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Friday, January 6, 2017

A Little Marginalia on Those Illustrations


At times, I feel like Bullwinkle or Rocky visiting Mr. Peabody’s Wayback Machine to recover the past.  Here are two snippets of intelligence that crossed my desk during the holidays:

First, I saw Nedd Mockler’s 1999 review of Tree in the Trail on Amazon and asked if I might retell his story for you.  He agreed.  He had said, "Fifty-seven years ago at the request of his [my?] mother I visited Holling C. Holling at his California ranch.  I was eight years old.  He asked me to pose for a few sketches he wanted to do.  Later that year he sent me the book Tree in the Trail. Inside the front cover he had written, ‘For Nedd Mockler, who posed for the Indian boy in this book.  With best wishes, Holling C. Holling.’  The inscription is dated "Dec. 1942."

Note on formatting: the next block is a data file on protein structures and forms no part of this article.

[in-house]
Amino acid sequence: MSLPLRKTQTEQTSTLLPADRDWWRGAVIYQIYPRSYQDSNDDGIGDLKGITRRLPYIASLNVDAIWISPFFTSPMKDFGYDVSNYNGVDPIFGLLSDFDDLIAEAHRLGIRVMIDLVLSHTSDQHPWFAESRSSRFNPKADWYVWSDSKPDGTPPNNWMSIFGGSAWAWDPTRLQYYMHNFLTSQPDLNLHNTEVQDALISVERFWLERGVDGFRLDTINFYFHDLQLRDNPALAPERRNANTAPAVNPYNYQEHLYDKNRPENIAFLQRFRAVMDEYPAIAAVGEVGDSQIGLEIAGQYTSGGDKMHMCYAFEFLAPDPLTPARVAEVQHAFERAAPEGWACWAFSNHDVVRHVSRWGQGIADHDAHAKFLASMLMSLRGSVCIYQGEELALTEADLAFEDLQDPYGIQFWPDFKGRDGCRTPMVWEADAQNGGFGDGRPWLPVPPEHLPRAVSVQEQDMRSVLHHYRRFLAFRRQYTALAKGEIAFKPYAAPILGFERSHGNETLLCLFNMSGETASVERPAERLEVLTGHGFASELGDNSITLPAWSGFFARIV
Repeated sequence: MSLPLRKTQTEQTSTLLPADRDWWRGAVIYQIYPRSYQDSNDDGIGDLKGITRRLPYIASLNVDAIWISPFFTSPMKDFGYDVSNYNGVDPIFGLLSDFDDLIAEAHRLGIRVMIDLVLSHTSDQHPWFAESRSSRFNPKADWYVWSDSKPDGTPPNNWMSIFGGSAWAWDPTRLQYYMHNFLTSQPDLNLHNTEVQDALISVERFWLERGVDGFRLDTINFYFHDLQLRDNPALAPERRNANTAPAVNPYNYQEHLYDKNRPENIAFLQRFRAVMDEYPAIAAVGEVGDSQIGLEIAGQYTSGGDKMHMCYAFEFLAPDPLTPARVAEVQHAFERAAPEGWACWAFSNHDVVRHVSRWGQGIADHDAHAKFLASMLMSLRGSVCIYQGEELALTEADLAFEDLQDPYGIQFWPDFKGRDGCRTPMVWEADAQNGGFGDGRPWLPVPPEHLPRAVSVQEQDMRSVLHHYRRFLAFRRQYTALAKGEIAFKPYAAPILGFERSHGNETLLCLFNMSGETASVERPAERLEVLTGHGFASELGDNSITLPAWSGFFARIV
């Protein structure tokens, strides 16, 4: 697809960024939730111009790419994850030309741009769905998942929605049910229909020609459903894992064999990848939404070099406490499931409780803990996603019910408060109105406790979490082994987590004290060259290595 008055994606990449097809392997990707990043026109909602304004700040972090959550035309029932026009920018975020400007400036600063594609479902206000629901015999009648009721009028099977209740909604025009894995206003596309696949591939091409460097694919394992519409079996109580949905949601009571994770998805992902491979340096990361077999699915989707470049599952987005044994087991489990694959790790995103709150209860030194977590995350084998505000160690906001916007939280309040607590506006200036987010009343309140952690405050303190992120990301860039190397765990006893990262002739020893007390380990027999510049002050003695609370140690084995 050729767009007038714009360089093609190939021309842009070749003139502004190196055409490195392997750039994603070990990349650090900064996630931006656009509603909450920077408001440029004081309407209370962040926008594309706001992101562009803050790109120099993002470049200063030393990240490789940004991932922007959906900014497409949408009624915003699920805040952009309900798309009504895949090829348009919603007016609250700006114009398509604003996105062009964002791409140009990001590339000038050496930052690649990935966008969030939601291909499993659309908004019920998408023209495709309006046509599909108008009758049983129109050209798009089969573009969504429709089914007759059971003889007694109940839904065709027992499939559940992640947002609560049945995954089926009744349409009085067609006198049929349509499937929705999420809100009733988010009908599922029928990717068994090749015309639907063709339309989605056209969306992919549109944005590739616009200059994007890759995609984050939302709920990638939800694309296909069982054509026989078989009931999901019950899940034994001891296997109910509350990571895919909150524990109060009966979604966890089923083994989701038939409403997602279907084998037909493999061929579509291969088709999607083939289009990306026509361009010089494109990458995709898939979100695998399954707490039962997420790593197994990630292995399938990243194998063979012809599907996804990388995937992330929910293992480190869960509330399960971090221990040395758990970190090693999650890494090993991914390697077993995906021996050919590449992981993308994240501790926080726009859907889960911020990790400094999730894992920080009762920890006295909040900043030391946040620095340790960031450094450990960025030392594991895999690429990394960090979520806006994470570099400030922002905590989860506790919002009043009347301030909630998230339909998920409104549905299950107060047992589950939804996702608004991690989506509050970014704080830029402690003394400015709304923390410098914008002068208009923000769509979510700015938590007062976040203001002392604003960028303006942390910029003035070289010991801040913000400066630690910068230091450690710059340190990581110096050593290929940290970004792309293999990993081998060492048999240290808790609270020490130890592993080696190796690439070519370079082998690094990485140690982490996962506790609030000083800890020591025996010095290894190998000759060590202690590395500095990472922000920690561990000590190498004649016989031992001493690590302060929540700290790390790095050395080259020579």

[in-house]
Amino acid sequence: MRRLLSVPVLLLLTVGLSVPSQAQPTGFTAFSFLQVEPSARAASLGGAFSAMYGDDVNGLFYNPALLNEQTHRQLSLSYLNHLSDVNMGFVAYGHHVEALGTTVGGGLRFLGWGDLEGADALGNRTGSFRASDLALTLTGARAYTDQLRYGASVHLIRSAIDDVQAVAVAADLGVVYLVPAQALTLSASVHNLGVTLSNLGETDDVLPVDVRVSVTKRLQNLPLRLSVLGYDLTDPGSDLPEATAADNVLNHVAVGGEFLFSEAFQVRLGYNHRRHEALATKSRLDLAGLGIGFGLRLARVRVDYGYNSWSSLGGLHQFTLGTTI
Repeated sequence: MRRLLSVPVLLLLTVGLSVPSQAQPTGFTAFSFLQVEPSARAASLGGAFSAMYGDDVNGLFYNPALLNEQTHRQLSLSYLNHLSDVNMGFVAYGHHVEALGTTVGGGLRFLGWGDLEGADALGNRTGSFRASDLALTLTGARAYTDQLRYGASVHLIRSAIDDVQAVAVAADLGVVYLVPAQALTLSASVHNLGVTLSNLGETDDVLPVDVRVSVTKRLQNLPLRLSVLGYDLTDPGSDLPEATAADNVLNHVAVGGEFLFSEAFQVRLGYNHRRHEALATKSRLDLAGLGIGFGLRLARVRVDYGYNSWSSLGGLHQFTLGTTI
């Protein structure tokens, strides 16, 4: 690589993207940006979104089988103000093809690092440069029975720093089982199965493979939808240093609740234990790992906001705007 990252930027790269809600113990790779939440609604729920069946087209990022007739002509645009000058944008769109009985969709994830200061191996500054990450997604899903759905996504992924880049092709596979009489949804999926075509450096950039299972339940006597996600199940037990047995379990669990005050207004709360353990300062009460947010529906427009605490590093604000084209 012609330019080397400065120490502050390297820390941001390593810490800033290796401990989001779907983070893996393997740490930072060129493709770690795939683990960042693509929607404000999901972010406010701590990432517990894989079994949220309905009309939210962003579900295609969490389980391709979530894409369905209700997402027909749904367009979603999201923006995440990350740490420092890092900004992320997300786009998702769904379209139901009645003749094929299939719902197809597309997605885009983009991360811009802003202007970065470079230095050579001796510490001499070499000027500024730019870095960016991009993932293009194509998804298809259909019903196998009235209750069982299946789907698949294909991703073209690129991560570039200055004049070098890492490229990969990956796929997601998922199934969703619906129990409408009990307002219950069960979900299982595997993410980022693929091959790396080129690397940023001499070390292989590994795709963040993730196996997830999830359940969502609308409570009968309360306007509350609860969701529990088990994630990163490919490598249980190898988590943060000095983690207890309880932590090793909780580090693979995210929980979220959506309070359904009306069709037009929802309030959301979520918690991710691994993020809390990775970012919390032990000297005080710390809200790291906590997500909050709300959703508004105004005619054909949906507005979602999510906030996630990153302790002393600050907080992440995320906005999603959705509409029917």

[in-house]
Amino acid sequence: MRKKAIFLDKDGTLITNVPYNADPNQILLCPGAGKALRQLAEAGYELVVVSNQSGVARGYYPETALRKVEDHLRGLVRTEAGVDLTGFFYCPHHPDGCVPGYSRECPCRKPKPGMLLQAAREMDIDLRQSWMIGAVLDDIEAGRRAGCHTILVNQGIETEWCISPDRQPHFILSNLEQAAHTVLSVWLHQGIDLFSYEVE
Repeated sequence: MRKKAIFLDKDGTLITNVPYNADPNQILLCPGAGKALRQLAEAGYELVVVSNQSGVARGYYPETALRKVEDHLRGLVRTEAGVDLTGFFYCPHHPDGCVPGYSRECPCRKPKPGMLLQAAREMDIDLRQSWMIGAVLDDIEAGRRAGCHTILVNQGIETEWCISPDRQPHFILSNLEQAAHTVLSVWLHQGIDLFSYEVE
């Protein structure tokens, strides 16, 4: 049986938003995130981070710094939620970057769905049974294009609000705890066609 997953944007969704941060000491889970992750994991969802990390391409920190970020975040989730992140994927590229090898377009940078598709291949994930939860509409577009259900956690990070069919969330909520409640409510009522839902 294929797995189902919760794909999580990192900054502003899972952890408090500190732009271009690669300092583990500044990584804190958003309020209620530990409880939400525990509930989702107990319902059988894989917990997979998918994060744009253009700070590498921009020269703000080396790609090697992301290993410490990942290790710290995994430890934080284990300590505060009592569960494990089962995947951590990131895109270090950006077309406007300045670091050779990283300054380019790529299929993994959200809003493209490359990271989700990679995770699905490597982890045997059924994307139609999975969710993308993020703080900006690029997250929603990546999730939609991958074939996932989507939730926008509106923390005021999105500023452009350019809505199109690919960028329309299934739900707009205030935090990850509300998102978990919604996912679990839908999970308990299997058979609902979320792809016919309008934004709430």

A color plate from Tree in the Trail
 
Nedd added, “I have all of his books and enjoy looking at them still.  Lucille Holling, his wife, was a water color artist and helped with many of his projects.”  He added, “I am delighted to hear that a museum has been created and devoted to Holling in Leslie, Michigan.  I would very much like to see photos of the museum and any literature you make available there.  I have a collection of Holling's books, and would appreciate anything you might make available to this 82-year old fan.”  Thanks, Nedd! 

The second item comes from Joan Hoffman in Leslie, Mich.  She adds another insider note about Holling’s models.  “Jack Bickel, young son of the Hollings' friends, Harold and Sally Bickel, posed as the model for the boy in Seabird.  Holling dedicated Seabird to Jack.”  This item of intelligence, she reports, came from one of Holling's letters

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